Archive for disorientation

Poetry and the Olympics: Remembering Papa II

I’ll have to leave the coverage of the Olympics to attend a birthday party tonight. Thanks to the DVR, we get to do it all.

Writing about Papa earlier, and thinking about birthday parties, I was reminded of another poem I wrote for and about him.  So here it is…

April

February, new doc said “tests.”
March, we knew for sure.
April, it began to sink in.

May was busy with party preparations.
June was his 75th. The invitation read
(And I kid you not), “…if he lasts that long.”

He insisted, and it was his party.
It was a grand one, but not too grand:
Bombay Sapphire Gin, but only on the first round.

Some came because they knew the news.
Some didn’t come for the same reason.
Some didn’t know until they came and saw him bald.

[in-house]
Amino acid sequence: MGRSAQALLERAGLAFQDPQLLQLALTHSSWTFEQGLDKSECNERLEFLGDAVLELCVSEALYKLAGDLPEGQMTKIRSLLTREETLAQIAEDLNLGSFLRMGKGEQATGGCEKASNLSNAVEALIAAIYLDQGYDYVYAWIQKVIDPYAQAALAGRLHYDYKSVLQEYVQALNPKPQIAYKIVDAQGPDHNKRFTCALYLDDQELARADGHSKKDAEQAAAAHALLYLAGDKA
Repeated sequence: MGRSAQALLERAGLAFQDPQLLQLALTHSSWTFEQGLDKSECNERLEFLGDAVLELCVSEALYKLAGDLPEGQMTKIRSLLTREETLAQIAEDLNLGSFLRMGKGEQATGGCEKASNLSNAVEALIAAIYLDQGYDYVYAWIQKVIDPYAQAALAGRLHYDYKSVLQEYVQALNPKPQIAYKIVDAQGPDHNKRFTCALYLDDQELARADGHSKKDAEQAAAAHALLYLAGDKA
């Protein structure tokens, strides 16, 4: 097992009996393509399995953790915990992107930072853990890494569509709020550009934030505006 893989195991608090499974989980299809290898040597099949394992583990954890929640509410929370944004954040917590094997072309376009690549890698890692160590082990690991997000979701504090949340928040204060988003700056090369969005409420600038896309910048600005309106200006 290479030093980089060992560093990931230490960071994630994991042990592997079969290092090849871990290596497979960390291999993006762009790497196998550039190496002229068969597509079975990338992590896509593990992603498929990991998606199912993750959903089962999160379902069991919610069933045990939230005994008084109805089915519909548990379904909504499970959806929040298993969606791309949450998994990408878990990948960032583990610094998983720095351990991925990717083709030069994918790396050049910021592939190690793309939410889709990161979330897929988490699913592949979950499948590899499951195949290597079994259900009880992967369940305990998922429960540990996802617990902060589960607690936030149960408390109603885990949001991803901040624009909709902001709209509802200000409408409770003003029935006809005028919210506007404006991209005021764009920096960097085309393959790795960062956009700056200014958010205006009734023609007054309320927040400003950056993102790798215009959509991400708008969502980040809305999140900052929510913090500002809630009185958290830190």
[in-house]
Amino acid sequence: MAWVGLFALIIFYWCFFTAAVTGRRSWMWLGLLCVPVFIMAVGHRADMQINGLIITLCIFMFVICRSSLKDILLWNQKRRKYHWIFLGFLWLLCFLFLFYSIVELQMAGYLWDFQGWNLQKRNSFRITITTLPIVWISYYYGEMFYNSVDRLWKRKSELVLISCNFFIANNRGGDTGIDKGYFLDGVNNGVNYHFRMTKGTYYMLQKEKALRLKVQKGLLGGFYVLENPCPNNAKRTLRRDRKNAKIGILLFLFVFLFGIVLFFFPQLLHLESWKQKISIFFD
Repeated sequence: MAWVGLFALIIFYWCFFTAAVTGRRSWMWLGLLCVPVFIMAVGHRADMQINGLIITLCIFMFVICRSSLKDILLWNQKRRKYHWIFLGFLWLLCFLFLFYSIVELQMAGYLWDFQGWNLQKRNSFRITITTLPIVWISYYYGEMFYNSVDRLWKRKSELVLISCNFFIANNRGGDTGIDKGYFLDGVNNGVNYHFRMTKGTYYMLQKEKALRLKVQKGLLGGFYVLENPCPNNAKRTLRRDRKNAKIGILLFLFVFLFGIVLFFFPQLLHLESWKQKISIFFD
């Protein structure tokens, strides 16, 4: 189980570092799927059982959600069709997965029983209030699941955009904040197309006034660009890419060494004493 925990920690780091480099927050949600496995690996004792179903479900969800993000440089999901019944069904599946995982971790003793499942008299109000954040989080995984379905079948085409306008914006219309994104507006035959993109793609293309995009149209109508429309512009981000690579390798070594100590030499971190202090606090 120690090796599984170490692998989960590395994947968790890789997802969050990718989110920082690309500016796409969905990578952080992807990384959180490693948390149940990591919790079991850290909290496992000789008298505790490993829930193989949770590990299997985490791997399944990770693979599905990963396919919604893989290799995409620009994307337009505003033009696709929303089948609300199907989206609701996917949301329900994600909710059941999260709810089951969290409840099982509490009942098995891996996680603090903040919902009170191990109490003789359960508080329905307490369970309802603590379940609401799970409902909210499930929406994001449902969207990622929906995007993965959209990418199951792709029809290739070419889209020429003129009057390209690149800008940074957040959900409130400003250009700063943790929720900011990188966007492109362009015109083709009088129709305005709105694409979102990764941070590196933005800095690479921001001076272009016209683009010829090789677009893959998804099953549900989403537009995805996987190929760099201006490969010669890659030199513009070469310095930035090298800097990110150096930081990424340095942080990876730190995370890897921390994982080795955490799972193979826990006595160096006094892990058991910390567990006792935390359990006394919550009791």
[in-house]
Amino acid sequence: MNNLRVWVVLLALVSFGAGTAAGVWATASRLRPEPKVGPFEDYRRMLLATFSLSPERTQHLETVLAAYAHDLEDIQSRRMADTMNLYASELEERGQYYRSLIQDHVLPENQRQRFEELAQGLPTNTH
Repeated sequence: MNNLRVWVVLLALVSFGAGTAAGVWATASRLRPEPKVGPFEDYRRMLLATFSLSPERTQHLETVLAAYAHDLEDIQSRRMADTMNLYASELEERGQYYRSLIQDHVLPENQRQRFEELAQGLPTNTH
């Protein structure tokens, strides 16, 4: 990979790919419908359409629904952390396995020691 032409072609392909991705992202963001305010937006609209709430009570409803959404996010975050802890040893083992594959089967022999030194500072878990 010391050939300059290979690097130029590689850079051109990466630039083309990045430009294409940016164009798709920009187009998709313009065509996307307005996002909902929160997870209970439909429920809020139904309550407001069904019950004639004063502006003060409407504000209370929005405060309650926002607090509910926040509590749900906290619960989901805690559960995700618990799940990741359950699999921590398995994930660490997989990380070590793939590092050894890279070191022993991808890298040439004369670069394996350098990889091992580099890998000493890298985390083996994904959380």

He surprised us.
Made up with his sister,
Had no nausea. “Blessings.”

Then came radiation
Burns. Aspirated lungs,
Not a blessing.

So excruciating, in fact, that
He reported
The technician.

July, more treatments.
August, they were supposed to be over.
September, they weren’t.

October, his stubborn guest had
Settled in, and he
Settled into bed.

For a while, he enjoyed his life
Passing before him, a parade of students, friends, lovers,
Some of them one in the same.

And cousins,
White and black, a fact
Of which he was particularly proud.

He dictated letters to me and
I was surprised. To the recipients he said
“Forgive me?” and “I’m sorry.”

He even wrote my mother,
Admitting she’d been right
All along.

November,
He began losing track and the
Disorientation disturbed him.

December came,
As did my brother,
And then he left us for real.

January, “The coldest day on record,”
We left ashes at the Brinson family
Cemetery, and at the several-times-transplanted

Fig tree. The one
They said wouldn’t live.
Yet still it does.

February and March were filled with
Sorting out – books, letters and why
He did what he did and didn’t do.

April, it began
To sink in, again.
For real.

Laura Overstreet Biering, Copyright, 020610